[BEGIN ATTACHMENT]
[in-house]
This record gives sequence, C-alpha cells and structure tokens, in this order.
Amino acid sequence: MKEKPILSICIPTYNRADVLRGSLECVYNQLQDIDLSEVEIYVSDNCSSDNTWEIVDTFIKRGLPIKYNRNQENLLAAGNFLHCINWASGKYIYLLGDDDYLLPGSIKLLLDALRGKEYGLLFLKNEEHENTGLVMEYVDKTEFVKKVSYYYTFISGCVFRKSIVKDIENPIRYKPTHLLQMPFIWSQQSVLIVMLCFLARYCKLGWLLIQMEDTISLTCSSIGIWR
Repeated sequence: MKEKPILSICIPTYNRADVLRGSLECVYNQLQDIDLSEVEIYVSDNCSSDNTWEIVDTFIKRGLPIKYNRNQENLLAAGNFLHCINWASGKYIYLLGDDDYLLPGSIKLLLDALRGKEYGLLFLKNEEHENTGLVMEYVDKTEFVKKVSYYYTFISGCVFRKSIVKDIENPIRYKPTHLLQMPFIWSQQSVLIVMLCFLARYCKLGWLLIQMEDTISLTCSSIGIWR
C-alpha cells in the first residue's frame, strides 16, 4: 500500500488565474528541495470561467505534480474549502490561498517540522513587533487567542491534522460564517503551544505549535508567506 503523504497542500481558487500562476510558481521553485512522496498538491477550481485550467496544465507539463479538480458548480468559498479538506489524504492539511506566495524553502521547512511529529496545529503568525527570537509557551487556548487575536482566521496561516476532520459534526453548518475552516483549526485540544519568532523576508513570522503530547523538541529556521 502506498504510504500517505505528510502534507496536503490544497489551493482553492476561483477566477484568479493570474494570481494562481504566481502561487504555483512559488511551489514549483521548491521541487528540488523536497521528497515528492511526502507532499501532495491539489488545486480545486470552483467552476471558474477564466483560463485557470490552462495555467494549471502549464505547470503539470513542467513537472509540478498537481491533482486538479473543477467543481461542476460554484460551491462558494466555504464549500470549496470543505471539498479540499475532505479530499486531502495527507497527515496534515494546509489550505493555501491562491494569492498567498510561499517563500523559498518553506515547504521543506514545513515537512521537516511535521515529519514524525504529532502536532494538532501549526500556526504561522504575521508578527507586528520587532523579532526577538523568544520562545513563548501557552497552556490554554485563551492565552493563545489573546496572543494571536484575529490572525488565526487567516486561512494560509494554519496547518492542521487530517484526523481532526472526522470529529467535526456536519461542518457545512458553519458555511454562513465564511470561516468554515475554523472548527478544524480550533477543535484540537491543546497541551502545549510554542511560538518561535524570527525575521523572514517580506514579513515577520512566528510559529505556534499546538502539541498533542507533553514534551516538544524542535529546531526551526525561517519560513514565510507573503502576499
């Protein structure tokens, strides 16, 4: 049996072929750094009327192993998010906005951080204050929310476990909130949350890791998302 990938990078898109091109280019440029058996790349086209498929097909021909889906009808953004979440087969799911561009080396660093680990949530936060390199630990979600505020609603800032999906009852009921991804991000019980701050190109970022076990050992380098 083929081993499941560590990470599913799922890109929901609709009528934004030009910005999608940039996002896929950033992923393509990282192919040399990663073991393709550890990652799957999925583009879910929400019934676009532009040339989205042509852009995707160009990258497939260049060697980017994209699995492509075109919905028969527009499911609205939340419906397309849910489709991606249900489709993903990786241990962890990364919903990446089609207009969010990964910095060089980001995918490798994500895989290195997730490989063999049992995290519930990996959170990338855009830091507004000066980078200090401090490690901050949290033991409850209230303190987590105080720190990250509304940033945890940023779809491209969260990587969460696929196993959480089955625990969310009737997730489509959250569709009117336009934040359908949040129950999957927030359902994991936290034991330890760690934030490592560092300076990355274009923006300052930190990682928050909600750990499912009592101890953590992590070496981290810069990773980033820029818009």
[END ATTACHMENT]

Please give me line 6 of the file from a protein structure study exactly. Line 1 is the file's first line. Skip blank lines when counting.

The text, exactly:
């Protein structure tokens, strides 16, 4: 049996072929750094009327192993998010906005951080204050929310476990909130949350890791998302 990938990078898109091109280019440029058996790349086209498929097909021909889906009808953004979440087969799911561009080396660093680990949530936060390199630990979600505020609603800032999906009852009921991804991000019980701050190109970022076990050992380098 083929081993499941560590990470599913799922890109929901609709009528934004030009910005999608940039996002896929950033992923393509990282192919040399990663073991393709550890990652799957999925583009879910929400019934676009532009040339989205042509852009995707160009990258497939260049060697980017994209699995492509075109919905028969527009499911609205939340419906397309849910489709991606249900489709993903990786241990962890990364919903990446089609207009969010990964910095060089980001995918490798994500895989290195997730490989063999049992995290519930990996959170990338855009830091507004000066980078200090401090490690901050949290033991409850209230303190987590105080720190990250509304940033945890940023779809491209969260990587969460696929196993959480089955625990969310009737997730489509959250569709009117336009934040359908949040129950999957927030359902994991936290034991330890760690934030490592560092300076990355274009923006300052930190990682928050909600750990499912009592101890953590992590070496981290810069990773980033820029818009």